Recession? Close Enough for Fed Work
It was only last August that the Fed's principal concern was preventing higher inflation. But, after 300 basis points of reductions in its federal funds rate target, a 75 basis point reduction in its discount rate "penalty," the creation of various alphabet soup new liquidity "facilities" and the hastily-arranged assumption of Bear Stearns by J.P. Morgan, Fed Chairman Bernanke told the Joint Economic Committee of Congress that it "now appears likely that real gross domestic product (GDP) will not grow much, if at all, over the first half of 2008 and could even contract slightly." Sounds a lot like a recession to me, but I will leave the formal call to the hindsighters at the NBER. In the spring, hope is eternal. So, in his next breath, Chairman Bernanke went on to say that the Fed expects "economic activity to strengthen in the second half of the year, in part as the result of stimulative monetary and fiscal policies; and growth is expected to proceed at or a little above its sustainable pace in 2009." No disrespect intended, sir, but the Fed's GDP forecasts have about as much credibility as ADP/Macroeconomic Advisers nonfarm payroll forecasts. The bottom line: Another funds rate cut at the end of this month, probably 25 basis points.
Mark It as You Choose, but Is Enough Cash Coming In?
The world abounds with seemingly costless solutions to our current economic/financial market problems. One of these solutions is to allow financial institutions to mark their assets at historical cost rather than to current market value. You can value your assets at any price you want, but the acid test is whether these assets are generating enough cold-cash income to keep current on interest and dividend payments. Chances are that if the market value of these assets is less than the historical cost, you will flunk the acid test.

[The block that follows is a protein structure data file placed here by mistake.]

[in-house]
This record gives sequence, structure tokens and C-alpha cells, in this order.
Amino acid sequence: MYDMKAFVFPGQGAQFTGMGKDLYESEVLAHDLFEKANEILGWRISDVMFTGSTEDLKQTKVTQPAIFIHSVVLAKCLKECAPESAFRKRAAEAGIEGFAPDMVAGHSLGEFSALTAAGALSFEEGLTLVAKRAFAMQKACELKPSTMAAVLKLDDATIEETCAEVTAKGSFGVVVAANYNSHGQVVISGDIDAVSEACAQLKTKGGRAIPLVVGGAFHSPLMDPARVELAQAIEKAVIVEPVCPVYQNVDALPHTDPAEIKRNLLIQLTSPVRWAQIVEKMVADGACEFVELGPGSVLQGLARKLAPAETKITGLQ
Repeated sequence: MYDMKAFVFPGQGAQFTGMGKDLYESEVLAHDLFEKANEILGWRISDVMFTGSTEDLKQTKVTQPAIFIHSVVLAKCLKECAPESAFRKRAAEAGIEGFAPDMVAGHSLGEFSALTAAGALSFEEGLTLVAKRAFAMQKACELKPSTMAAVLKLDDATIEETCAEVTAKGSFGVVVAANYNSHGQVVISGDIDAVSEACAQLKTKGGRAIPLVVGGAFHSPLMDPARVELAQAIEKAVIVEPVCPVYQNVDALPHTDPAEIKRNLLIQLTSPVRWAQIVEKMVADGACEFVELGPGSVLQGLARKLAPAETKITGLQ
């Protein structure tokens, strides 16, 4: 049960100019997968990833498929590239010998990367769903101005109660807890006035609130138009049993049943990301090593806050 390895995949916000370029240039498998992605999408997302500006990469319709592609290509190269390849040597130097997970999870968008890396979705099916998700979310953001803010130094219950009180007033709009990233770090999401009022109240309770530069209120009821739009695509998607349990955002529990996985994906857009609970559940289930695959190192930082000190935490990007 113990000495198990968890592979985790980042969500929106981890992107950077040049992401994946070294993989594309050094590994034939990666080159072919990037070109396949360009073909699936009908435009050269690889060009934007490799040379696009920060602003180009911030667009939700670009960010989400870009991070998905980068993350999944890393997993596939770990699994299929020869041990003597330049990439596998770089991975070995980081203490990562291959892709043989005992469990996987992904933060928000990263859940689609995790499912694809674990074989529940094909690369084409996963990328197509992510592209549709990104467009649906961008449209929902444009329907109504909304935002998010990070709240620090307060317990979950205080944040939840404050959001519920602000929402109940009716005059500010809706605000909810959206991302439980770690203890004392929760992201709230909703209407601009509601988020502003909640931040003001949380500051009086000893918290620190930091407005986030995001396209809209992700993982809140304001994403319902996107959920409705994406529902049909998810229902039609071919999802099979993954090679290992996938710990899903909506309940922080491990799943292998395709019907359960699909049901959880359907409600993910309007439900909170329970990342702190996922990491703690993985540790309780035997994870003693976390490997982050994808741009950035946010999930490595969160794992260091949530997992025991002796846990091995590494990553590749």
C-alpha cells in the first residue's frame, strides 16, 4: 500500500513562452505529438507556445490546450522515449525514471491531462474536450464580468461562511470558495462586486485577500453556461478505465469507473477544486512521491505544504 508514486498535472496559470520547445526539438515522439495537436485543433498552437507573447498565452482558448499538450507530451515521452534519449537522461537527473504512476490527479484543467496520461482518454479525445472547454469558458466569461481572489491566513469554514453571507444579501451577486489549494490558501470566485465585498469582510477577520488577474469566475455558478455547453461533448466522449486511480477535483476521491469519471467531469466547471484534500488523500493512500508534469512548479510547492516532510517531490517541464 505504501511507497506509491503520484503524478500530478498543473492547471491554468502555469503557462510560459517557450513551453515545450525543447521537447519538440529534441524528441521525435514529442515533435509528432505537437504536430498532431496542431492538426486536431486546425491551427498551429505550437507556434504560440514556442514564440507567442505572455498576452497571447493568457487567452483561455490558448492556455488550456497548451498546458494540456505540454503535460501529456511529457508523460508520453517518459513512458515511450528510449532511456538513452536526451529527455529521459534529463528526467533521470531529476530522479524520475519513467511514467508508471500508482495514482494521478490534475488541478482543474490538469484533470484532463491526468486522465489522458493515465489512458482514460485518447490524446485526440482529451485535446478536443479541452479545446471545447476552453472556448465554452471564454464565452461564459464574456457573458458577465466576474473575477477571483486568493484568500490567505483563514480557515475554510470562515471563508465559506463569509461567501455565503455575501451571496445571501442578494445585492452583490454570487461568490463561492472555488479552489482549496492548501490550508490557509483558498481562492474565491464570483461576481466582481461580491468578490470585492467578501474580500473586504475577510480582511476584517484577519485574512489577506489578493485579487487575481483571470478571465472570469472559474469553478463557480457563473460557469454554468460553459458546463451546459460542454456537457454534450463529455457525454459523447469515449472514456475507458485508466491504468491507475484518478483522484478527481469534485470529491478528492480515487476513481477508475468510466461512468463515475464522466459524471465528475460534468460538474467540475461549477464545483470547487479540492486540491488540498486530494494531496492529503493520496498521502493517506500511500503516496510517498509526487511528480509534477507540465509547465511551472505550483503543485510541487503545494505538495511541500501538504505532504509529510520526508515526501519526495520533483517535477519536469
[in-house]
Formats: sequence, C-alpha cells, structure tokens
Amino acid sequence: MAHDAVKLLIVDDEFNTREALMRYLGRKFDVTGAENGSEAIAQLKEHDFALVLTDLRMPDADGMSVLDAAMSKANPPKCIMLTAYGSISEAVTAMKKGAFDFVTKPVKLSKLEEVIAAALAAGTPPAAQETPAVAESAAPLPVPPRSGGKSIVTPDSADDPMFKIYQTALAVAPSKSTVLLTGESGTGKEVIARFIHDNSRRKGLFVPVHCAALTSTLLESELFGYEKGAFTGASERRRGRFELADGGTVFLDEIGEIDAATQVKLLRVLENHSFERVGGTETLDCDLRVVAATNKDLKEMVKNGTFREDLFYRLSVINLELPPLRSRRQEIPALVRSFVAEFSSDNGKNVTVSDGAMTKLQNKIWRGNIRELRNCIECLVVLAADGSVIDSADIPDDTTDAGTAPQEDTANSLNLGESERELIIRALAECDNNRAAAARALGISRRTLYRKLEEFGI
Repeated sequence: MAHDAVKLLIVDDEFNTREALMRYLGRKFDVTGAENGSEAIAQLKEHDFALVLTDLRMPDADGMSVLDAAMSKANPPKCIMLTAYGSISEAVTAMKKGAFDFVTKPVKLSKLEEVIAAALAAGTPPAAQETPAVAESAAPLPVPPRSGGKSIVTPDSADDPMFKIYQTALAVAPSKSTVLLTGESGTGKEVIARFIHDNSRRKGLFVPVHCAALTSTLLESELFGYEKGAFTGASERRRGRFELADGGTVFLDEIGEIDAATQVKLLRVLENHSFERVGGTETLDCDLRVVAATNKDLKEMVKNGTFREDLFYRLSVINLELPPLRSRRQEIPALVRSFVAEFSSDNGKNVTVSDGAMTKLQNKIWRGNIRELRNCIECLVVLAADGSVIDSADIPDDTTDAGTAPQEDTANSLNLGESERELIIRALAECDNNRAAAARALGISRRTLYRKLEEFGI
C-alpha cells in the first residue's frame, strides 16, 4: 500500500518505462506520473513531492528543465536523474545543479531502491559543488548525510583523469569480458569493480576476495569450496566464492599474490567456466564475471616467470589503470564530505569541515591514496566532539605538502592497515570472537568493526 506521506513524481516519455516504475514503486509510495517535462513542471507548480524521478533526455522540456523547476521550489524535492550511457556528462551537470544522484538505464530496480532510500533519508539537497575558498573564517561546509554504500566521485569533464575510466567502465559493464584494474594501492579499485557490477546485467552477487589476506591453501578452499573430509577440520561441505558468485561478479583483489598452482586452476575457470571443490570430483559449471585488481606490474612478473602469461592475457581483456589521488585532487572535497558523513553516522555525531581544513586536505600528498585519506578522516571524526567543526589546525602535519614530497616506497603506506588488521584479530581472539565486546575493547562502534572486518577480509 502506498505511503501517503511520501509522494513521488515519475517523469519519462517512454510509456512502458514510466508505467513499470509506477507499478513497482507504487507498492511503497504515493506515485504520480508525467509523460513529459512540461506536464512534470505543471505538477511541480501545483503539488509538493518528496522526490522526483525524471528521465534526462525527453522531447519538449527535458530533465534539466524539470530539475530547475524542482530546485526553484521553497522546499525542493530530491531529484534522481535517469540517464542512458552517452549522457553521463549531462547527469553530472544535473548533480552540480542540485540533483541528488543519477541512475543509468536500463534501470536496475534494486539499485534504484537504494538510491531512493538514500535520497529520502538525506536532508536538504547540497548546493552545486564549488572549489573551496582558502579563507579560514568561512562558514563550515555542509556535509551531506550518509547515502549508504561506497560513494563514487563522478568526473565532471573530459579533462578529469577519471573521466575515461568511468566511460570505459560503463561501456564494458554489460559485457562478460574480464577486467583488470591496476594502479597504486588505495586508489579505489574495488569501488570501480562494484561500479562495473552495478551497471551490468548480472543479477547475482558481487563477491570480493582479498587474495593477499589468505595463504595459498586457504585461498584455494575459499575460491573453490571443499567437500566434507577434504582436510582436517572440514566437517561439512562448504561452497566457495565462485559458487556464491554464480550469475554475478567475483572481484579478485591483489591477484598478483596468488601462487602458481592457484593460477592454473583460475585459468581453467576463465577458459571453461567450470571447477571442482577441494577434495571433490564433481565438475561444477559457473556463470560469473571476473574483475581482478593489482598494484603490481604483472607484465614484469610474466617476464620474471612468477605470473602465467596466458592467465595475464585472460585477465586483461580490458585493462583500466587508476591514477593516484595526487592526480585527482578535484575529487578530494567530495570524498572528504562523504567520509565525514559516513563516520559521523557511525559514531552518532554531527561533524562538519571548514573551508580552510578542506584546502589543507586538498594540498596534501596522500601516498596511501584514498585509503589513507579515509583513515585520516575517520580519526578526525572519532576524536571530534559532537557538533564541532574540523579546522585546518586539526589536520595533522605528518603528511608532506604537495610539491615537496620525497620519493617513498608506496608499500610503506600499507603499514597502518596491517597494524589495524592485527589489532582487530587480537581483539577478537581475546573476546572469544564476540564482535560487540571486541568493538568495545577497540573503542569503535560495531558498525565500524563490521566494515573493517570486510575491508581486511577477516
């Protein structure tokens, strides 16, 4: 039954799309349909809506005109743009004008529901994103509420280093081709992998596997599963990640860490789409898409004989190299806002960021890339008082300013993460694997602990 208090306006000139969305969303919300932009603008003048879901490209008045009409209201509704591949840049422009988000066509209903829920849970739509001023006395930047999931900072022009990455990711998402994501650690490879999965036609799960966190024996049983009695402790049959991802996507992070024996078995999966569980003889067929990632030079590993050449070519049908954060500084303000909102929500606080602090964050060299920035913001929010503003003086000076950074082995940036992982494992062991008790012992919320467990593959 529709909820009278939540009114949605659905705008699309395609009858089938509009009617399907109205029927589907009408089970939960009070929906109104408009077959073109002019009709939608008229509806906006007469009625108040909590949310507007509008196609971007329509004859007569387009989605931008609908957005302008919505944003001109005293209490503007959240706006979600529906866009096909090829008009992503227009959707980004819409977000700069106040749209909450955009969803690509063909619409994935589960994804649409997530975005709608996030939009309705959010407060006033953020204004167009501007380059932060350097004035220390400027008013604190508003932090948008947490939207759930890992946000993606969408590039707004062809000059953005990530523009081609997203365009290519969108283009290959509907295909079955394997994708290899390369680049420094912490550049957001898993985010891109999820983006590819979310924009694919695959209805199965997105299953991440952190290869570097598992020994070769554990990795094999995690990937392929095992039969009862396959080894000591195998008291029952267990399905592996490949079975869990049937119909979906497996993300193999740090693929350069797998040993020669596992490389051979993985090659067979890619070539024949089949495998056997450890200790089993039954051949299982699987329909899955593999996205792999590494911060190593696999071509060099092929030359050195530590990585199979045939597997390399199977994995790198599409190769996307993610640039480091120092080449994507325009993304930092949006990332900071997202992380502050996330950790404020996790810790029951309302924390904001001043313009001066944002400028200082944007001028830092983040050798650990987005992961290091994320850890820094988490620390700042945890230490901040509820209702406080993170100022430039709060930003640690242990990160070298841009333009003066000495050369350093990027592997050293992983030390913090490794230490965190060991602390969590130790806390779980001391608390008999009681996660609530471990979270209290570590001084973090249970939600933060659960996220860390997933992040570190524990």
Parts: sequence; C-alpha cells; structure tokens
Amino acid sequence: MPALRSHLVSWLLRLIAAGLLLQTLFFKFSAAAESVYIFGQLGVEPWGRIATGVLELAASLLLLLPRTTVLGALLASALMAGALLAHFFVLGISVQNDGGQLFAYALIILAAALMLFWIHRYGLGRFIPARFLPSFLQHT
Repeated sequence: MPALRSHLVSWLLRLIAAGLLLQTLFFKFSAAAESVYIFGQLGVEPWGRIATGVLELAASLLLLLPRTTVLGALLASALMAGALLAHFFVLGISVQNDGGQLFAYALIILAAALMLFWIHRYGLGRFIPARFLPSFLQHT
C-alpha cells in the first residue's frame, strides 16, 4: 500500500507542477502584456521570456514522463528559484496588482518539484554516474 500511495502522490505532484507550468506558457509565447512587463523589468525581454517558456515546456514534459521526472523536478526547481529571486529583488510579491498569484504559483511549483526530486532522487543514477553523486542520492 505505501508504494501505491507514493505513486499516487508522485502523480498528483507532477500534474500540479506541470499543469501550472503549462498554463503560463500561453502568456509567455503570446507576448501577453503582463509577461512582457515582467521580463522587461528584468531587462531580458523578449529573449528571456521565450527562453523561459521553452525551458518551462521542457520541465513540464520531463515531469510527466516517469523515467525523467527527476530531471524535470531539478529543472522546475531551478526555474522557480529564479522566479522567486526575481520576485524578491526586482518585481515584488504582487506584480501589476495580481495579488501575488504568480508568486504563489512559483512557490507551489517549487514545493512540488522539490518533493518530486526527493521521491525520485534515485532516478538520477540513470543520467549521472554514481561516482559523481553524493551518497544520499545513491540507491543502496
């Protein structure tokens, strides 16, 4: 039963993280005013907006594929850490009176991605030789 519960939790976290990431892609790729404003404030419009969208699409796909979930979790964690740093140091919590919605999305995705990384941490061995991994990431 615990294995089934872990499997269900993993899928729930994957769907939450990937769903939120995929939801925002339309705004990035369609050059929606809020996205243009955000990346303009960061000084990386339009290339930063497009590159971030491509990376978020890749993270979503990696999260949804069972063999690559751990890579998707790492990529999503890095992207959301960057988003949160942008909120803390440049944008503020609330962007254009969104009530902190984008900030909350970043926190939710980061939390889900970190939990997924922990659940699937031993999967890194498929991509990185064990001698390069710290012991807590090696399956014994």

Worst Quarter for Motor Vehicle Sales since Katrina
Total light-weight motor vehicle sales slowed to an annualized pace of 15.1 million units in March - down 1.7% from February and the slowest sales pace since the 14.8 million units in October 2005, in the aftermath of Hurricane Katrina. As the chart below shows, for the first quarter as a whole, annualized sales contracted by 20.0%. With the exception of the Katrina-depressed fourth quarter of 2005, this is the largest quarterly contraction in sales since the fourth quarter of 2002. Remember when all of the talking heads were saying that what happens in housing stays in housing?
China's Misery Index
The Chinese Shanghai stock market index fell 34% (not annualized) in the first quarter vs. the previous quarter (see chart below). Couple this with the "official" consumer inflation rate of 8.7% and you have the makings of some potentially surly Olympic hosts if things don't improve by August. You also have the makings of much slower Chinese GDP growth. So, like the housing "containment" hypothesis, the "decoupling" hypothesis is another beautiful theory likely to be spoiled by some ugly facts.